Main Street Film
Ryan Larkin sits on his bench,
His back is against the fence.
And beyond the fence stone blocks with names.
Some of the characters are Hebrew.
Hanging from above on a panel: L.Berson & Fils.
Beside the stairs in the back in blue and red: Stanley Lewis.
Smoke escapes from his cigarette and he coughs.
And arches his back against the fence.
Curses silently, but can’t remember why.
He places his smoking hand between his legs …
His smoking fingers yellow from the nicotine juices.
At first he fixates the sidewalk…
His eyes climbing back to his arthritic fingers.
But this is the proud hand that signed
The blue and white posters: La Main.
The One Hundreth Birthday of the Main.
Feels like they celebrated my Birthday.
He throws the half smoked cigarette unto the ground.
And crushes it with his cane.
He turns towards his knapsack..
And removes a scrapbook and a pencil.
He draws the façade of Schwartz.
Adds the sign. Then scribbles in the next building.
He takes his time sketching Coco_Rico.
Paying meticulous attention to the details of the feathers.
Next he draws Simcha’s Fruit Store.
With so much fidelity that we can see the red and yellow in his black pencil strokes.
He lifts his bi-spectacled eyes from his scrapbook.
And the whole street becomes animated.
Filled with people and sounds.
He places his right hand on the bench.
And taps a rythm with his fingers.
With his left hand he points to a character:
Replete with cane and Panama hat.
The newly arrived skinny Englishman struts his way
Up the street looking quite confused
But very happy to be in his new found land.
A fat Polish lady follows.
Ryan’s Strumming rhythm slows down.
As she looks right and left.
Holds unto her hat as the wind blows down the main.
Ryan’s fingers come down to a halt.
The lady stops and looks at a Kosher fish shop.
Makes a disgusted face and pinches her nose with her free hand.
Ryan restarts his finger shuffle and winds up to a scherzo.
The lady in the red dress is on the run.
One hand holding unto her hat .
The other still pinching her nose.
Ryan lifts up his hand
And the lady disappears into Warshaw’s fruit store.
He puts his scrapbook back into the bag
And takes out a cup.
Crosses his legs and holds up the cup.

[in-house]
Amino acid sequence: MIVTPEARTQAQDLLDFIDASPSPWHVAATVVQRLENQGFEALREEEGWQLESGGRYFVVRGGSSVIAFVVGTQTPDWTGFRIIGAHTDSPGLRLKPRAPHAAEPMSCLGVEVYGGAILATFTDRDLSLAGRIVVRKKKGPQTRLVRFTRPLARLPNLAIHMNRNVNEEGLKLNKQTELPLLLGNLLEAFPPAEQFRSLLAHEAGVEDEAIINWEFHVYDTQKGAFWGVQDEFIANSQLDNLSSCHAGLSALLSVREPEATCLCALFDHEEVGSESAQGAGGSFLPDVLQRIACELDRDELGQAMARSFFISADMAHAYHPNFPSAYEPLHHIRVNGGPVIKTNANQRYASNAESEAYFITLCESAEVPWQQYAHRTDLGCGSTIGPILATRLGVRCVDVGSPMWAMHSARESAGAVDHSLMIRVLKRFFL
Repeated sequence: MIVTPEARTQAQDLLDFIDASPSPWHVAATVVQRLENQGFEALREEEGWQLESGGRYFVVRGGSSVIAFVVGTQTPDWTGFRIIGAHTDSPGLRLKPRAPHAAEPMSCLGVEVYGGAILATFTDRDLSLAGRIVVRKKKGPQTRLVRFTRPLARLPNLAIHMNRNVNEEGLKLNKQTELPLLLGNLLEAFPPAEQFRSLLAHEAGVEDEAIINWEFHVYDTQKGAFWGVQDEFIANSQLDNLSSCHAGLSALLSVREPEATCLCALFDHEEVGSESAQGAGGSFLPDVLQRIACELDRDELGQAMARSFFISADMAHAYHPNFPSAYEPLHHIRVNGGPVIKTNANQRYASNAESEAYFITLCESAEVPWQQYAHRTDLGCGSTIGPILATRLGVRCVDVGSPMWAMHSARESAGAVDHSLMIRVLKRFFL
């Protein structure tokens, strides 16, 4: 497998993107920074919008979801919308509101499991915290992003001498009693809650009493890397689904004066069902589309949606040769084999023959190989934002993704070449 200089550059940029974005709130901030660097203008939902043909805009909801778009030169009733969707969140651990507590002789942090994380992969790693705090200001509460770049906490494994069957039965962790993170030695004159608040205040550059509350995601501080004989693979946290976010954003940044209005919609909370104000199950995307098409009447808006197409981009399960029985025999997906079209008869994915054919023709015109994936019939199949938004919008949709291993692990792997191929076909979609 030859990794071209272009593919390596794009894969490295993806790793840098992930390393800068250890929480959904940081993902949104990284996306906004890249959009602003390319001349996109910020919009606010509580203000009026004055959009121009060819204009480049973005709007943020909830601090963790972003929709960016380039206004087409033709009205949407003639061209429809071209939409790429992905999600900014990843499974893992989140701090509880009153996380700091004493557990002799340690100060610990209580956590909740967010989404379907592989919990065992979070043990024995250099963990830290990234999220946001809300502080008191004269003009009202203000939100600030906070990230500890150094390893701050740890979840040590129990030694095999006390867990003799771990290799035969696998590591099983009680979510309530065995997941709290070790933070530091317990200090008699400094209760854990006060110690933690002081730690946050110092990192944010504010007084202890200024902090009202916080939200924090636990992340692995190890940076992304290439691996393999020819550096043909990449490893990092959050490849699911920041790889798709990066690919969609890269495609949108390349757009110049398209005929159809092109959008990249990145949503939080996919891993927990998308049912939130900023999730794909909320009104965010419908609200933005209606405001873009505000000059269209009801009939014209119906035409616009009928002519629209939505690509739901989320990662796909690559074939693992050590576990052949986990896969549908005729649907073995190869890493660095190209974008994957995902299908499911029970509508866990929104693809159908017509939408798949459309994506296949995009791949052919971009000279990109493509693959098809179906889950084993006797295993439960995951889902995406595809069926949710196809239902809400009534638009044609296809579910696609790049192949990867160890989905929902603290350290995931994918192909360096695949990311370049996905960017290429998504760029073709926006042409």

Twitches his face .
And with his beady eyes hunts for his first philantropist
A young man walks by, recognizing him,
Drops spare change into his cup.
As the youngster walks off,
Ryan looks into his cup and smiles.
Encouraged by his early success
He intercepts the next passerby.
He serves him a generous rendition of ?SPARE CHANGE!
He continues on until the cup gets heavy enough to cover his immediate needs.
After putting away his new found riches.
He dons his packsack and holding unto his cane,
Treks down to his office: Copa Cabana.
That’s where I saw him regularly,
Sitting at a corner table by the light of the front window
I greeted him with small talk.
He was ready for his early afternoon ritual.
The packsack lay on the ground next to him.
Next to it was his trusty cane.
On the table itself rested a shooter glass of brandy,
A beer and a coffee.
His hand was already armed with his smoke making device.
This smoke was primarily used to make him cough.
He also used the smoke to shield himself from unwanted glances.
On the table lay a paper or two.
Something to do with a new Film.
He was quite enthusiastic as he spoke of it.
I had not noticed. But behind us was a white haired gentleman
With thick eyebrows, heavy shoulders, square jaws.
He added a word or two to our neighborly conversation.
When he saw that I was carrying a camera,
He invited me to visit his Studio.
He introduced himself as Stanley Lewis.
Before leaving I asked Ryan if I could take his picture
To this he agreed without hesitation.
I brought the camera to my face,
Pointed the lens in his direction.
He extended his hand
Palm facing upward, cupped and ready to receive.
I focused on his face.
I could see his moist eyes,
As his lips moved past a sequence of words: